Finally, we have an answer to the question “What would Monty Python be like if it was performed by CBBC's Dick and Dom?”. I have personally never asked that question and I am not sure if anyone else on this planet did but I experienced the answer a few weeks ago when my friend invited me to see Monty Python's Spamalot.
|Yes, This happened!|
I am aware that I am not expressing an original sentiment when I say that Monty Python in general and the Holy Grail in particular have played a central role in my development as a human being. I remember my first encounter with Python. I am not sure how old I was but it was a new years eve, and after watching the fireworks on TV I continued watching as a film about the Holy Grail started. I don't recall the extended credits sequence (maybe because the jokes went over my head) but I do remember being engrossed by the misty hillside and the ominous sound of a rider approaching only to collapse with laughter once I experienced the now legendary coconut gag. Mercifully, my parents allowed me to stay up and watch the entire thing and from then on I joined the rather large python loving fraternity. Flash forward about 20 years later and I am sitting in a theatre, the same gag is being recreated on stage and I seem to be the only person in a 700 seater auditorium not laughing.
Is it me? Have I become one of those clinically out of touch adults who, in the 1970s, dismissed Monty Python's work? If I were to be shown the Holy Grail for the first time today would I not find it funny? Or did Spamalot do something very wrong?
Dick and Dom in da Spamalot can be divided into two parts, the Python bits and the original bits.
The Python Bits
It's easy to say that you can't go wrong when the source material is Monty Python. You are performing scenes written by some of the greatest comedy writers in the history of any medium. However, these same writers are also among the greatest comedy performers to have ever appeared on screen and to recreate this on the stage, with Dick and Dom, is a huge challenge. Perhaps it was an impossible technical task in the first place. I don't see how you could to effectively recreate Lancelot's berserka attack on the castle for example and Arthur's dismemberment of the Black Knight would just doesn’t work on stage (this though, I guess, raises the question, why bother trying in the first place). Despite the technical difficulties in attempting to transfer from film to the stage I feel that the the failure to recreate that Python, um (help me here Concord), je ne sais quoi lies largely with the performances. From the debates over the coconut carrying capacity of sparrows to the viscously taunting Frenchman, every time Spamalot attempts to recreate, often verbatim, a scene from the film there seemed to be something missing. It was almost as if it were being performed by people who didn't quite understand what was funny about the original film and had therefore decided to try improve on it by, for example, massively extending the Frenchman’s raspberry blowing scene. The strange thing is I did chuckle to myself a couple of times through the performance but this was often due to reliving my favourite parts of the original film.
The Original Bits
Given that Eric Idle was involved in creating the show you may expect to see some of that Python genius in the parts of the plot, the jokes and the musical numbers not found in the original. However, it's largely absent. This is not necessarily a negative. In fact the few genuinely funny parts of the show tended to come from the a very unpython place. Although I found most of the songs contrived and unfunny, some songs worked well. I enjoyed “Whatever Happened to My Part” and “I'm All Alone” was both funny actually very well performed D&D. However, a couple of funny songs and the occasional funny line are not enough to save the production. I did have visions of the writer rooms as they struggled to find section of the film they could turn into an original song number: “The bit with the guy whose not quite dead, can we get anything out of that?” From the hackneyed introduction of each of the Knights of the Round table or the love story with Arthur and the Lady of the Lake, Spamalot fails when it attempts to move away from the original work almost as much as it does when it tries to recreated the film word for word. I guess if there is one thing worse than trying and failing to recreate Monty Python for the stage it is trying and failing to improve it.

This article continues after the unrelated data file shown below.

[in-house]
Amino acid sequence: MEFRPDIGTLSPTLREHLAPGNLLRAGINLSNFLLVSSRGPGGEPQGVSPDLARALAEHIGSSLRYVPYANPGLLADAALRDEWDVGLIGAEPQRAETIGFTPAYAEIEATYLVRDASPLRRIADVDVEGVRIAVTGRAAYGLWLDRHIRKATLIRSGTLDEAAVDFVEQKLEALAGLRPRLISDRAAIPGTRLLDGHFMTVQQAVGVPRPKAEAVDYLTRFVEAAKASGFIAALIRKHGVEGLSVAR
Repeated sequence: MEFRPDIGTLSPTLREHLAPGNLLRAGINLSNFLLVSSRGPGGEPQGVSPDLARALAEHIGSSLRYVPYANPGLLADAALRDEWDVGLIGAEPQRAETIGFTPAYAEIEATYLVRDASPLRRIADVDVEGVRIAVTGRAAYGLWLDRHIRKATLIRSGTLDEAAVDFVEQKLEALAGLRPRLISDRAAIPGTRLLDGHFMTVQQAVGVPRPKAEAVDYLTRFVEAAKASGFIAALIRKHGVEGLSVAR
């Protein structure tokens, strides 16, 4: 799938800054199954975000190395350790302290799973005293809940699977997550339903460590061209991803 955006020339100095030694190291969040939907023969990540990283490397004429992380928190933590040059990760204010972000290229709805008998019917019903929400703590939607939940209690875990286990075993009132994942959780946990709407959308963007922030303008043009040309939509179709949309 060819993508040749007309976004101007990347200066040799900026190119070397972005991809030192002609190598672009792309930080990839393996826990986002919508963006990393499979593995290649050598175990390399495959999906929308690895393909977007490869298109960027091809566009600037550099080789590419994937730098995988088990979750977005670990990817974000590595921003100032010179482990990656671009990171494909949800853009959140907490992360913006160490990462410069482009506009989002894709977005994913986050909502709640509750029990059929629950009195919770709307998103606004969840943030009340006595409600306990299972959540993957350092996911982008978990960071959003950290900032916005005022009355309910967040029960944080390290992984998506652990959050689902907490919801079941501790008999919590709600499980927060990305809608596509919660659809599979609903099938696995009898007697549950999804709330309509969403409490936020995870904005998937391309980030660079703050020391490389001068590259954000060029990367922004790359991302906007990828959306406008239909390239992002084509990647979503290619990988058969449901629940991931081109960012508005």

Some Final Thoughts
Despite my own misgivings it must be noted that everyone else in the audience, with the exception my friend and I, seemed to thoroughly enjoy this production. There are a few 4 star reviews and Tim Walker in the telegraph gave it 5 stars (perhaps undermined by the fact that he plays a role in the production). It's clear I am in the minority and I have been, in general, rather dismissive of what appears to a modern obsession with converting popular franchises to musical theatre, so perhaps I approached Spamalot with something of a closed mind. However, I also went in with reports of how brilliant the show was so I did genuinely try to give it a chance. Perhaps the previous incarnations starring Tim Curry or Marcus Bridgstocke justify these high marks but I cannot see how a cast change would completely cover over the cracks.. In the end, however, Spamalot failed where it drew from the source material and failed when it tried to do something original.
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